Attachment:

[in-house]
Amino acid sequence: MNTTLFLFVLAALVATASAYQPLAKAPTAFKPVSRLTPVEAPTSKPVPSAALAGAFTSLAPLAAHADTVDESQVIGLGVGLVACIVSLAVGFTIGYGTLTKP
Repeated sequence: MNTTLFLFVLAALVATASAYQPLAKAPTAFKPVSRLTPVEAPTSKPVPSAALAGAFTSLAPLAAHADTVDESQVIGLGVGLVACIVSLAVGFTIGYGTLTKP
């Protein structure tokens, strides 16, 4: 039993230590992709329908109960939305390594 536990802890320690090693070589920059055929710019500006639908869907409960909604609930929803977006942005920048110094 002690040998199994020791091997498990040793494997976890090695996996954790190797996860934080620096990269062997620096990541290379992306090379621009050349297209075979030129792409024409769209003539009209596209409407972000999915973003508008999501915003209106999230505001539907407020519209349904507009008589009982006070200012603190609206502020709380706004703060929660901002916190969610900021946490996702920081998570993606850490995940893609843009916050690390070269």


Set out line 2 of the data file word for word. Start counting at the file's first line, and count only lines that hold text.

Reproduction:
Amino acid sequence: MNTTLFLFVLAALVATASAYQPLAKAPTAFKPVSRLTPVEAPTSKPVPSAALAGAFTSLAPLAAHADTVDESQVIGLGVGLVACIVSLAVGFTIGYGTLTKP